Australia’s medical experts, including the AHPPC, have warned of the health dangers of e-cigarettes.
This is consistent with the existing ban in all states and territories on the sale of e-cigarettes containing vaporiser nicotine.
Smoking rates in Australia have declined significantly over the past two decades, from 22.3 per cent in 2001 to 13.8 per cent in 2017-18.
But the latest statistics show tobacco use still contributed to an estimated 21,000 deaths, or more than one in eight, in 2015. This is why we need to drive down those smoking rates further.
In particular, around the world we have seen strong evidence of non-smokers being introduced to nicotine through vaping for the first time.
Therefore the Government is responding to the advice by ensuring that nicotine based e-cigarettes can only be imported on the basis of a prescription from a doctor.
This will help prevent the introduction of non-smokers to nicotine via vaping.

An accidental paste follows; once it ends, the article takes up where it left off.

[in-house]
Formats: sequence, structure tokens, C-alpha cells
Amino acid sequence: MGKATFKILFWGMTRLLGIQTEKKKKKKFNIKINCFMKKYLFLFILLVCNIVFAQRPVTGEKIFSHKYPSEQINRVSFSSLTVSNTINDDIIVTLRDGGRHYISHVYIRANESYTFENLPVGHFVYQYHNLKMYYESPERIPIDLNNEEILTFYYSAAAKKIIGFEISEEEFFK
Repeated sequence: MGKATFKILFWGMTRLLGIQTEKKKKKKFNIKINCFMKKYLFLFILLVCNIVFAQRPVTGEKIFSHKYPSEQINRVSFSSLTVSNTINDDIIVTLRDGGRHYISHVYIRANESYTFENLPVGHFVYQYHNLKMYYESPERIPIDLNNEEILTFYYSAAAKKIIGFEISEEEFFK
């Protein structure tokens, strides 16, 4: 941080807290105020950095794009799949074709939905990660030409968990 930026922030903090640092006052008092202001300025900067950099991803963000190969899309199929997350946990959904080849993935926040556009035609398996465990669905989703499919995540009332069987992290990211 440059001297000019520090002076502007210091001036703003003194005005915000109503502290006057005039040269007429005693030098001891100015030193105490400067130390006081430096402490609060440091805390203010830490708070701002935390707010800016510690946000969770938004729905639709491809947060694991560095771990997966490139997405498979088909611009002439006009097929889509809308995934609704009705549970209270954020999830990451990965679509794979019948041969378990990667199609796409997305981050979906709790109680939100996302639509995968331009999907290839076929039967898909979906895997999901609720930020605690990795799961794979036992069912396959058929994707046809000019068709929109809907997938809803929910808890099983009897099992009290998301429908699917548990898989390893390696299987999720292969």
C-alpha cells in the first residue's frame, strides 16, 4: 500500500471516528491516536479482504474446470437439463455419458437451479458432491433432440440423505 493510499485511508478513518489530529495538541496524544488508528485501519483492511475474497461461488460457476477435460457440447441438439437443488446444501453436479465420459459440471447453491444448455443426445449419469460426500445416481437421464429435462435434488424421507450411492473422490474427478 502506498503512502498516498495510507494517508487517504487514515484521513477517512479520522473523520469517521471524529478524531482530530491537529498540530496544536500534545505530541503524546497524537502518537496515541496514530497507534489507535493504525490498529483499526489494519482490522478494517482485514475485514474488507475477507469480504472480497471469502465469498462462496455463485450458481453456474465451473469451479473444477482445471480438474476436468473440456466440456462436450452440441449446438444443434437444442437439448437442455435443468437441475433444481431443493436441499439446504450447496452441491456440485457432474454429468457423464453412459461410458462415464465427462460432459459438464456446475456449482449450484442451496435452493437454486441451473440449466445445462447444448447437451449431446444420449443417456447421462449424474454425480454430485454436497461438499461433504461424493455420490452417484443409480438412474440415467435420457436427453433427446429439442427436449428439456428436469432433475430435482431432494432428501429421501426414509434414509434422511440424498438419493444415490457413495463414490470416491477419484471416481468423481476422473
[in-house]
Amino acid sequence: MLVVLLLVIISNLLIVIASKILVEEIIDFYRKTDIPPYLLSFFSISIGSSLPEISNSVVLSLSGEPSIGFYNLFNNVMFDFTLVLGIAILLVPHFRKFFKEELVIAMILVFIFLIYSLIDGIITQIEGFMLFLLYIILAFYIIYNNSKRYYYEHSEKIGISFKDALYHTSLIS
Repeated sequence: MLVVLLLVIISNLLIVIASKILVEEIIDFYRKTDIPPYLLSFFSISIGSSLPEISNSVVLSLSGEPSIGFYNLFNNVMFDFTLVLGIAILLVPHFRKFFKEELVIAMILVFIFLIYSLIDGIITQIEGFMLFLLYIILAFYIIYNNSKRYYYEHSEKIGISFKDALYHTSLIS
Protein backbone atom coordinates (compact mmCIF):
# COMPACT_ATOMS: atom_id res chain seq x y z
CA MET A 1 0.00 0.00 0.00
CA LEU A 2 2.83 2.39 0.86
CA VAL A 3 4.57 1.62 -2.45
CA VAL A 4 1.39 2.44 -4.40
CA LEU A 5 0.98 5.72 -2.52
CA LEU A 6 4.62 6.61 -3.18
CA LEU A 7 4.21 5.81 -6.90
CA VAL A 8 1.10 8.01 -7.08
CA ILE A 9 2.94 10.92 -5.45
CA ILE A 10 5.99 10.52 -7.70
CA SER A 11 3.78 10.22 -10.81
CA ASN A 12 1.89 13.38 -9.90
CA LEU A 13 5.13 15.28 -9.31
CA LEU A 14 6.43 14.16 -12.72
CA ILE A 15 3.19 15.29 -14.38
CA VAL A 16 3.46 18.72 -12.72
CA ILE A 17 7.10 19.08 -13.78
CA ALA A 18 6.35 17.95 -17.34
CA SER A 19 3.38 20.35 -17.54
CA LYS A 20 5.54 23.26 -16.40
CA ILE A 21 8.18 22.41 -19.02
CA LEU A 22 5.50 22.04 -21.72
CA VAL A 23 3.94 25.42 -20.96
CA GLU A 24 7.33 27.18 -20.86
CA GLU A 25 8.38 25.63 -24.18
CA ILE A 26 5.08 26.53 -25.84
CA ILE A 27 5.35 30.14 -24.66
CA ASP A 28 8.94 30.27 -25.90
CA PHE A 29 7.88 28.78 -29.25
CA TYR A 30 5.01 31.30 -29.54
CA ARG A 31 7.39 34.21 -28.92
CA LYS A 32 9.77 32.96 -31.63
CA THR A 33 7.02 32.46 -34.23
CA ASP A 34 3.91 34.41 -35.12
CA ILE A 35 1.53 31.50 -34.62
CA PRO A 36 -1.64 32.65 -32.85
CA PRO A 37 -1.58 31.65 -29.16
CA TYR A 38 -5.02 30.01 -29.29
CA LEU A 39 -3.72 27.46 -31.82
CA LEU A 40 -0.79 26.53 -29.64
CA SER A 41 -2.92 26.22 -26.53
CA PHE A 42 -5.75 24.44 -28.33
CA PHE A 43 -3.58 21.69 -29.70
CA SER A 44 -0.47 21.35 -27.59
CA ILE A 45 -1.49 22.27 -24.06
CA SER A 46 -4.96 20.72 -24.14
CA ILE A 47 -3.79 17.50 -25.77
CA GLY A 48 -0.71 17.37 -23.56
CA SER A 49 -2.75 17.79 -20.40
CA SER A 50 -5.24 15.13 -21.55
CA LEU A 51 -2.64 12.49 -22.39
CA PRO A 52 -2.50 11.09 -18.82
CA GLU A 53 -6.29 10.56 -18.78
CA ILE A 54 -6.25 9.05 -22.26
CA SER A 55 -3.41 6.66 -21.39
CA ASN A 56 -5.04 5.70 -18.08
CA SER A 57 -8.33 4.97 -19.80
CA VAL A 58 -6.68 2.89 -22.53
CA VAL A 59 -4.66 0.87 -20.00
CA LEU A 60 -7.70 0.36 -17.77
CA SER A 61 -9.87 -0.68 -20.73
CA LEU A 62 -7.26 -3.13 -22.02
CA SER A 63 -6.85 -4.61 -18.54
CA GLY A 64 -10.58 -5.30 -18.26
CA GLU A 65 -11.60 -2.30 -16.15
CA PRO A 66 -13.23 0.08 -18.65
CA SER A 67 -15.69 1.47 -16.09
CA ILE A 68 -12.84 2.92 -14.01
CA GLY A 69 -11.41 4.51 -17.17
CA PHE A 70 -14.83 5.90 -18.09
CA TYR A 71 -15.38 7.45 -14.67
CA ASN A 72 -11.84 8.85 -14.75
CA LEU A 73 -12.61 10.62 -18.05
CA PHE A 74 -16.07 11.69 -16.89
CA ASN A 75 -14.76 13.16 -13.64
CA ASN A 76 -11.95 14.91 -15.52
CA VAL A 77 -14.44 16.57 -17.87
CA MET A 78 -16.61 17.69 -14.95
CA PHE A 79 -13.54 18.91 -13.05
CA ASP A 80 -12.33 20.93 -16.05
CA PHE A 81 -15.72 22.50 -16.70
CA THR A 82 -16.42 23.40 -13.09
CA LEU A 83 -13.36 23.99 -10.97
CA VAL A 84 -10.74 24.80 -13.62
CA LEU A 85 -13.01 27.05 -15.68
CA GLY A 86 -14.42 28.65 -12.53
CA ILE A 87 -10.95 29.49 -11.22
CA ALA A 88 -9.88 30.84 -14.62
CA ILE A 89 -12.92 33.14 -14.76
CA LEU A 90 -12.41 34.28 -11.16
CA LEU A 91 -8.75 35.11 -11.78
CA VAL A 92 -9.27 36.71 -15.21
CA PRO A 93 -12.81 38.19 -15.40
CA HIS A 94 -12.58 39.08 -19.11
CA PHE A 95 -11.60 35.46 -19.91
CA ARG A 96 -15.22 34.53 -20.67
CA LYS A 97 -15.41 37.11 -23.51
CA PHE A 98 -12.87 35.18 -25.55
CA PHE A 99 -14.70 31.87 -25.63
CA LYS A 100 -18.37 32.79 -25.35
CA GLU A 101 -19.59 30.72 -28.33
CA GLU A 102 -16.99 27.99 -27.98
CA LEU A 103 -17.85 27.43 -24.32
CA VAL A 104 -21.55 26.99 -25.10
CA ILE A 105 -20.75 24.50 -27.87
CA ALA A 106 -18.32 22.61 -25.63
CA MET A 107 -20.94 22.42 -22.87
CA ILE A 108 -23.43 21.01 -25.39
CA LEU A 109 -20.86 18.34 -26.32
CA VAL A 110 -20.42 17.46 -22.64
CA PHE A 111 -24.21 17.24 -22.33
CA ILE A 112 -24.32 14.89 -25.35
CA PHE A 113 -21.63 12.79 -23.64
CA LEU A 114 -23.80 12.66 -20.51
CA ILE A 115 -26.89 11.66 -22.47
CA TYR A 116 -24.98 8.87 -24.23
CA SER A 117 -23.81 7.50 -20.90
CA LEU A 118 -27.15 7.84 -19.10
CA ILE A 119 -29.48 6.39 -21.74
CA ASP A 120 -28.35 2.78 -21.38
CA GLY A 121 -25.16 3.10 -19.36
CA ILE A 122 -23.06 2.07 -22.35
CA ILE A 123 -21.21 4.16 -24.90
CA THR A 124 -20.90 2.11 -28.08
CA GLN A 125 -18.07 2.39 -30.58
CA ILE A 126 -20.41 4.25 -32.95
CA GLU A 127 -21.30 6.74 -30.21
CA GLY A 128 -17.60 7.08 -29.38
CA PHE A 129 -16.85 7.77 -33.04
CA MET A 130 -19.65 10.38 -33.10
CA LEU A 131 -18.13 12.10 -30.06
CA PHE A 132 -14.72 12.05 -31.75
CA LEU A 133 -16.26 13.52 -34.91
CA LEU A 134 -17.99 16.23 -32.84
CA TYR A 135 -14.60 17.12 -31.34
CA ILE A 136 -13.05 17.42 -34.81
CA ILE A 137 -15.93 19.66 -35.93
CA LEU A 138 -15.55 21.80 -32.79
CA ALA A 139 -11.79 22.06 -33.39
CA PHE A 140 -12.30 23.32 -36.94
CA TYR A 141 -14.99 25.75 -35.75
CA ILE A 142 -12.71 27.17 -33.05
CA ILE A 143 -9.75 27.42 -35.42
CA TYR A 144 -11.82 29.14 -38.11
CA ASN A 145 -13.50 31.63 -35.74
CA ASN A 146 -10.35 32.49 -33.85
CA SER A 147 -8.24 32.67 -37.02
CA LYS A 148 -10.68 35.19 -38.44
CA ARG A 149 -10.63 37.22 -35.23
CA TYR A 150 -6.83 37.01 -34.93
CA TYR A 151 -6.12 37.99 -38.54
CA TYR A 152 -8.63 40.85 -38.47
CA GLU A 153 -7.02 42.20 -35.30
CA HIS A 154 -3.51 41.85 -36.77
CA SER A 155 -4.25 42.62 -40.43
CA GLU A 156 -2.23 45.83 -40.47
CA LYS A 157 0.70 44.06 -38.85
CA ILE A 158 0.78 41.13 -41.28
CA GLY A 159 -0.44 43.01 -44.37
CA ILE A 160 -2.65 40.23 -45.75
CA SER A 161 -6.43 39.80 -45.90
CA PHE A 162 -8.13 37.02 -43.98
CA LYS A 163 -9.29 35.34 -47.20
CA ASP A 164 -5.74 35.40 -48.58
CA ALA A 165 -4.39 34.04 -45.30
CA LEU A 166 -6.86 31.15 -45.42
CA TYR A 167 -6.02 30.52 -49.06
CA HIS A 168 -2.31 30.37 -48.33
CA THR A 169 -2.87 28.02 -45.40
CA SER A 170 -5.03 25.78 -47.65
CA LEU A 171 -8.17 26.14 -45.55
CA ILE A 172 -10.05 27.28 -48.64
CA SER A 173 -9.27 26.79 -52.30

However there is a second group of people who have been using these e-cigarettes with nicotine as a means to ending their cigarette smoking.
In order to assist this group in continuing to end that addiction we will therefore provide further time for implementation of the change by establishing a streamlined process for patients obtaining prescriptions through their GP.
For this reason, the implementation timeframe will be extended by six months to 1 January 2021.
People should always be consulting their GP on these health matters and ensuring this is the right product for them.
This will give patients time to talk with the GP, discuss the best way to give up smoking, such as using other products including patches or sprays, and if still required, will be able to gain a prescription.
We note that the RACGP’s Supporting smoking cessation – A guide for health professionals stipulates that nicotine-containing e-cigarettes are not first-line treatments for smoking cessation.
During this time, the Therapeutic Goods Administration will undertake a formal review and consultation process regarding the classification of nicotine in the Poisons Standard which will inform the implementation.
The Victorian Poisons Centre reported a near doubling of nicotine poisons between 2018 (21 cases) and 2019 (41 cases), primarily caused by imported products of dubious safety and quality.
A Victorian toddler died from nicotine poisoning in July 2018.